Keep in mind that with the current developments in data mining, machine learning, deep learning, neural networks, and predictive models, attackers may well employ any or all of these techniques and methodologies to help them with deciphering existing session IDs and forecasting future session IDs.
How to detect session prediction vulnerabilities?
Session prediction is not a specific type of vulnerability like SQL injection or cross-site scripting. The application may be vulnerable to session prediction attacks due to bad practices with session ID generation.
Session prediction vulnerabilities, like using predictable bases or easily decipherable algorithms, are similar to logical vulnerabilities and impossible to detect automatically. Because automatic vulnerability scanning is not able to detect such issues, you need manual penetration testing and security-focused code reviews to catch them.
How to prevent session prediction attacks?
There are several ways to prevent session fixation attacks through secure coding techniques:
- If you can, use dedicated and secure mechanisms to generate new session IDs. Most development frameworks offer features that let you generate non-predictable, safe, long session IDs, for example, JdkIdGenerator in Spring. Whenever they are available, it’s always better to use ready session management mechanisms in frameworks instead of trying to generate IDs yourself.
- If you must generate IDs yourself, perhaps because you’re working on a platform with no suitable framework functions, generate IDs that are very long and based on data from cryptographically secure pseudo-random number generators (CSPRNG). If you’re combining randomness with non-random data such as timestamps and user IDs to avoid collisions, make sure to use strong and non-reversible hash algorithms.
Frequently asked questions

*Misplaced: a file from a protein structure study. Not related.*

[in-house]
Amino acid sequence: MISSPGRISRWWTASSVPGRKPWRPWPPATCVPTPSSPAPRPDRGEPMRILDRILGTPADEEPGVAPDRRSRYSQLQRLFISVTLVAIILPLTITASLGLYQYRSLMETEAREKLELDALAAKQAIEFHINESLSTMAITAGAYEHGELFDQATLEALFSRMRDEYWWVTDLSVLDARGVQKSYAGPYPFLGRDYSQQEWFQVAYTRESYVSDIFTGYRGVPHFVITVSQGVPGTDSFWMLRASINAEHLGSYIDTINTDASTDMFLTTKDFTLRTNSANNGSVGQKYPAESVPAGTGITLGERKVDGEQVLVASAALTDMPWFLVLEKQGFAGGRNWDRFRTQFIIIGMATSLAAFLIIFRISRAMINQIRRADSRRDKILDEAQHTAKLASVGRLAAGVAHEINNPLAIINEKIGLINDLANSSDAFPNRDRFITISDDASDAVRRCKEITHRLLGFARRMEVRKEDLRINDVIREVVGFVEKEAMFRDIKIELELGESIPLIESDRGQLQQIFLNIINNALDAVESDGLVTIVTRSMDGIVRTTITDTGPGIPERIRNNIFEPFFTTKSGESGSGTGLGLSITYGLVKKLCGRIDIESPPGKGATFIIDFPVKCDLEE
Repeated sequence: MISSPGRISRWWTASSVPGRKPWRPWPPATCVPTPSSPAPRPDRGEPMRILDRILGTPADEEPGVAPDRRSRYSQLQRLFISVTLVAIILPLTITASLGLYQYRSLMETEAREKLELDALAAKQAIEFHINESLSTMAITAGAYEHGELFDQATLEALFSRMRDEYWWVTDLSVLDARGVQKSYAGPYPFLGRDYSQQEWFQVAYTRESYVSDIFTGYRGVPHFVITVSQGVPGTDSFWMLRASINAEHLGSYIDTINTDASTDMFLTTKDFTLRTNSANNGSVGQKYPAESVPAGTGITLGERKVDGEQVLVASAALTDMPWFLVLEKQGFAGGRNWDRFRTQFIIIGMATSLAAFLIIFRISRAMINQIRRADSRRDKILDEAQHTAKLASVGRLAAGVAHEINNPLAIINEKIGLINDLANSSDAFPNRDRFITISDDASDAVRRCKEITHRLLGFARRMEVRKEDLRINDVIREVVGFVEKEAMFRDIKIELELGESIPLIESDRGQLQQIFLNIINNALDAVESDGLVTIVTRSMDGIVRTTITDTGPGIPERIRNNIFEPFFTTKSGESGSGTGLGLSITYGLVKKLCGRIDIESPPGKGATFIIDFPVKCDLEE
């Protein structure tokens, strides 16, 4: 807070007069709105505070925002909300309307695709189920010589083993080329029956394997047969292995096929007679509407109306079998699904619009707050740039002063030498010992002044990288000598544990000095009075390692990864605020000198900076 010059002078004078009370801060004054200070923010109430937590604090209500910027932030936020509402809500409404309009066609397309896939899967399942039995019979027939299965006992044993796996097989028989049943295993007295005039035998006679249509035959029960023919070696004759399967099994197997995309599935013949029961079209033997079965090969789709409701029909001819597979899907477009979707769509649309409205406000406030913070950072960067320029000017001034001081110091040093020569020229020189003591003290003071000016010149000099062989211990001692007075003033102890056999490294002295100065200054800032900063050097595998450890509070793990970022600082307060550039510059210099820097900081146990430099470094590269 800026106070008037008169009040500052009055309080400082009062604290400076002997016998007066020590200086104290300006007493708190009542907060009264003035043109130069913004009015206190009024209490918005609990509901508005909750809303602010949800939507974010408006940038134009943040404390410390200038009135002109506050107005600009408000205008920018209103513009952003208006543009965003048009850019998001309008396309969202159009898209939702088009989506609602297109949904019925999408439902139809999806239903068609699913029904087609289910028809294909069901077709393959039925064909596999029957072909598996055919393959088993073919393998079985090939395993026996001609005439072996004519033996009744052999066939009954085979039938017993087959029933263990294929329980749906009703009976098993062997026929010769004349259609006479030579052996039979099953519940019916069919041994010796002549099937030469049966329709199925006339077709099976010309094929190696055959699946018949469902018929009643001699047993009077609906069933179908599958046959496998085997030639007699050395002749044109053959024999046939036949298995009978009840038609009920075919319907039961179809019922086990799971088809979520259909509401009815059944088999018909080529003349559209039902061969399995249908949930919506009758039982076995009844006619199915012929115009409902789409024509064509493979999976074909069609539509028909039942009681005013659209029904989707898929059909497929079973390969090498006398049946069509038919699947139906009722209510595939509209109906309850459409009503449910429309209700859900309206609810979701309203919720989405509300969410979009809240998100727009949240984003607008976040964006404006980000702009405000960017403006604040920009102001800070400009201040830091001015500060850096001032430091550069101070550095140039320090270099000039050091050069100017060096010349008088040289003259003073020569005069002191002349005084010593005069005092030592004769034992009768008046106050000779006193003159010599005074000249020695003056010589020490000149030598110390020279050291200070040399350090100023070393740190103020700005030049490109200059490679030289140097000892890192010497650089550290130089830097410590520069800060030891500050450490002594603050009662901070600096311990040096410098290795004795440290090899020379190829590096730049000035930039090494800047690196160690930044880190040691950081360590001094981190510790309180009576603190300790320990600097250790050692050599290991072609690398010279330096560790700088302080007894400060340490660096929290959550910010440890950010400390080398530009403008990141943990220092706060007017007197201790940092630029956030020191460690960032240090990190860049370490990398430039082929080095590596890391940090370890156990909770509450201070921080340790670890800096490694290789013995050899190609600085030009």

What are session prediction attacks?
Session prediction is a type of attack where the attacker attempts to guess an active session ID for a web application. This could be done by performing a brute force attack or deciphering/guessing the algorithm used to create session IDs.
How dangerous are session prediction attacks?
If a session prediction attack is successful, the attacker can gain access to the user’s account in the web application. The consequences are similar to other session attacks, such as session hijacking. The potential damage depends entirely on the functionality of the web application and the privileges of the user, so accessing an administrator account for a major web application may expose large amounts of highly sensitive information.
How to prevent session prediction attacks?
The only way to prevent session prediction attacks is to follow best cybersecurity practices for developing web-based applications. Whenever possible, you should use dedicated, secure mechanisms to generate new session IDs. Most development frameworks include functions for generating non-predictable, safe, long session IDs. It’s always better to use ready session management mechanisms in frameworks instead of trying to generate IDs yourself.